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Titles (2)

Short Titles

Short Titles - House of Representatives

Short Titles as Introduced

No More Tulias: Drug Law Enforcement Evidentiary Standards Improvement Act of 2015

Official Titles

Official Titles - House of Representatives

Official Title as Introduced

To increase the evidentiary standard required to convict a person for a drug offense, to require screening of law enforcement officers or others acting under color of law participating in drug task forces, and for other purposes.


Actions Overview (1)

Date Actions Overview
01/06/2015Introduced in House

All Actions (3)

Date All Actions
01/12/2015Referred to the Subcommittee on Crime, Terrorism, Homeland Security, and Investigations.
Action By: Committee on the Judiciary
01/06/2015Referred to the House Committee on the Judiciary.
Action By: House of Representatives
01/06/2015Introduced in House
Action By: House of Representatives

Cosponsors (0)

No cosponsors.


Committees (1)

Committees, subcommittees and links to reports associated with this bill are listed here, as well as the nature and date of committee activity and Congressional report number.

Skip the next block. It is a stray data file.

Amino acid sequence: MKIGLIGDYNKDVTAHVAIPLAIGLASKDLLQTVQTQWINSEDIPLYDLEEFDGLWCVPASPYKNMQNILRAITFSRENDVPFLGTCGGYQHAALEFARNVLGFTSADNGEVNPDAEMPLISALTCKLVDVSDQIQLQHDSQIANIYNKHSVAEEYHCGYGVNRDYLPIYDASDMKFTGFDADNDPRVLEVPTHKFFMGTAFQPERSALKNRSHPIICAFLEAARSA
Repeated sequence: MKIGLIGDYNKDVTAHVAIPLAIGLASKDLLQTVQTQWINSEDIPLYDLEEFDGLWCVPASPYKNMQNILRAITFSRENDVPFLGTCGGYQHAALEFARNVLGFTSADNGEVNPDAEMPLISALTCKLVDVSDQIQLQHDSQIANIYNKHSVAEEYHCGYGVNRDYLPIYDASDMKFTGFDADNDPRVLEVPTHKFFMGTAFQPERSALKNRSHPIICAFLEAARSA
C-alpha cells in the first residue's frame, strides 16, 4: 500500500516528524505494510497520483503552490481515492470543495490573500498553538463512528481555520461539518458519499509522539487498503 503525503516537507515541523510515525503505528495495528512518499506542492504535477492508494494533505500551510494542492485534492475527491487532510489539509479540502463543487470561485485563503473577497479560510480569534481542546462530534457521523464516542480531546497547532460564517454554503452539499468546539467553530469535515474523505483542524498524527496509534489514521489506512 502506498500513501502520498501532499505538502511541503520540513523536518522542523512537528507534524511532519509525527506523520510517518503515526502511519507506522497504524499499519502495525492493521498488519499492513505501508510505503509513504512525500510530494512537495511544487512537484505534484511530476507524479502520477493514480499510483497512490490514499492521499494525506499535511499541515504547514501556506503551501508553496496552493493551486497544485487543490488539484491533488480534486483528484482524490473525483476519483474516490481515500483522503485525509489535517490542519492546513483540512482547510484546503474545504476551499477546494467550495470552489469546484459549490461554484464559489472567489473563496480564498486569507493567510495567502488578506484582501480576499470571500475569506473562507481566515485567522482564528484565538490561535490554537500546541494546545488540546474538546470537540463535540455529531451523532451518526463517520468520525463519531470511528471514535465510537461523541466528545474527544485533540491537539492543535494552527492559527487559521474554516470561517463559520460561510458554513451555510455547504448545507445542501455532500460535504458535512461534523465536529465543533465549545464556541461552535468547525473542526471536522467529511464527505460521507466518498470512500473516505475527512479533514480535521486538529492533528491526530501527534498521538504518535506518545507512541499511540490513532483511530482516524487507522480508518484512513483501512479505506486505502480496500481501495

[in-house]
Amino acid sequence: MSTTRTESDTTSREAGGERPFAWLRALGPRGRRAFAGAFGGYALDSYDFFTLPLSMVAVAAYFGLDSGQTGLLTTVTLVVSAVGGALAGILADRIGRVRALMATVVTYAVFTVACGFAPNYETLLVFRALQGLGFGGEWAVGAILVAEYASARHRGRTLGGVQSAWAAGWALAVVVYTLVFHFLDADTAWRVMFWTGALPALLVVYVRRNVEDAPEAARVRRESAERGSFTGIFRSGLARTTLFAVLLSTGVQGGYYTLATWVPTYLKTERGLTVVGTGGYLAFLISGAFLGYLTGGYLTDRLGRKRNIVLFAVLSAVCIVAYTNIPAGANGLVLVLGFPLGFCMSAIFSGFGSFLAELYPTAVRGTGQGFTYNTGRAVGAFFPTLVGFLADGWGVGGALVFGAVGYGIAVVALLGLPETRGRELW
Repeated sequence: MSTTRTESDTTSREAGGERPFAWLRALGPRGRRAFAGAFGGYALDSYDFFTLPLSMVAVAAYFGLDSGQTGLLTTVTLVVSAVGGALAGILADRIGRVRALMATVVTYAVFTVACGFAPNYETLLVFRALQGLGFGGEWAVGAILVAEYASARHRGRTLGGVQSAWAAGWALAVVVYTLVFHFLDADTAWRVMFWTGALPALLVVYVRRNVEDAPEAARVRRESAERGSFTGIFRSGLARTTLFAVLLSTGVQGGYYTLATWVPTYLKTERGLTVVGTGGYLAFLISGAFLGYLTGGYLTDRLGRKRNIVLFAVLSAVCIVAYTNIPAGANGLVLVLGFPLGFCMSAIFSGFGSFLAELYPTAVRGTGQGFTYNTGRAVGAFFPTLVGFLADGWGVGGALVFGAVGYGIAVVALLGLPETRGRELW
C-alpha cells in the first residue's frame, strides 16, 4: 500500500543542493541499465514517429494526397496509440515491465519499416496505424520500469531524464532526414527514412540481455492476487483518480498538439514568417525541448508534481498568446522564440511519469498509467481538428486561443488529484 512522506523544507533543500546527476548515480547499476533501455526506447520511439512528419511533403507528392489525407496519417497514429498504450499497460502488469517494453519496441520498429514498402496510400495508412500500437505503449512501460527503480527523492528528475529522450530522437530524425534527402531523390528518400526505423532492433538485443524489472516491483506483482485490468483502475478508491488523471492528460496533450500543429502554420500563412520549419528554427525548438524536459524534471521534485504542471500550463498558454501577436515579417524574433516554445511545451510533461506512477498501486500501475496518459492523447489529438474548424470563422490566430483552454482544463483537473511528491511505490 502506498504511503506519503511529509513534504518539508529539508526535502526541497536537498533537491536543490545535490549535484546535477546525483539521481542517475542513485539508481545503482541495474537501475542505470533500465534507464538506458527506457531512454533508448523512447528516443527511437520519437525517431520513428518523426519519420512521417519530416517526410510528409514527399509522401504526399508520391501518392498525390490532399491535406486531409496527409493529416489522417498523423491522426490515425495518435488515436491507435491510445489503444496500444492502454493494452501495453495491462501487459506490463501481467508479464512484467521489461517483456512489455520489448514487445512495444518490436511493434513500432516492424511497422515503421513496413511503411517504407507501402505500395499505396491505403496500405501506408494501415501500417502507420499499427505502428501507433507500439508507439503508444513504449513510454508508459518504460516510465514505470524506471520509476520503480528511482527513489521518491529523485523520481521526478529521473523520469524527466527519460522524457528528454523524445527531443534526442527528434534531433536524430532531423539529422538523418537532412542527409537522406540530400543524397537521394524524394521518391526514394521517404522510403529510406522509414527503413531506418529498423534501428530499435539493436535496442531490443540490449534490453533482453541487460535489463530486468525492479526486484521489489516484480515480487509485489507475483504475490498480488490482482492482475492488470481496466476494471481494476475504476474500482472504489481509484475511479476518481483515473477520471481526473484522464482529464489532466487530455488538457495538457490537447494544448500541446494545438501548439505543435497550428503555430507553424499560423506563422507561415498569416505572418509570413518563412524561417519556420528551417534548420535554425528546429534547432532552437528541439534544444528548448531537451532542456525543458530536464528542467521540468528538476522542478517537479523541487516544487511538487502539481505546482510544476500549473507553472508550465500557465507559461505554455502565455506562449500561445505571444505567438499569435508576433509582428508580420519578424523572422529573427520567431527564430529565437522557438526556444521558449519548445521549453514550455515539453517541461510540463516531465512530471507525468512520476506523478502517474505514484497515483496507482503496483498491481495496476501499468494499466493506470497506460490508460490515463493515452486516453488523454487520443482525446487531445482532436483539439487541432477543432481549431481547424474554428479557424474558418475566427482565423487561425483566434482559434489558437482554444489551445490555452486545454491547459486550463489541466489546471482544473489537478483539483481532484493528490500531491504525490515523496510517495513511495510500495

Committee / Subcommittee Date Activity Related Documents
House Judiciary01/06/2015 Referred to
House Judiciary Subcommittee on Crime, Terrorism, Homeland Security, and Investigations01/12/2015 Referred to

No related bill information was received for H.R.46.


Latest Summary (1)

There is one summary for H.R.46. View summaries

Shown Here:
Introduced in House (01/06/2015)

No More Tulias: Drug Law Enforcement Evidentiary Standards Improvement Act of 2015

This bill prohibits a state from receiving for a fiscal year any drug control and system improvement (Byrne) grant funds under the Omnibus Crime Control and Safe Streets Act of 1968, or any amount from any other federal law enforcement assistance program, unless the state does not fund any antidrug task forces for that fiscal year or it has in effect laws that ensure that: (1) a person is not convicted of a drug offense unless the fact that a drug offense was committed and the person's commission of the offense are supported by evidence other than the eyewitness testimony of a law enforcement officer or those acting on an officer's behalf, and (2) an officer may participate in an antidrug task force only if that officer's honesty and integrity are evaluated and found to be at an appropriately high level.

States receiving federal funds under this bill are directed to collect data on the racial distribution of drug charges, the nature of the criminal law specified in the charges, and the jurisdictions in which such charges are made.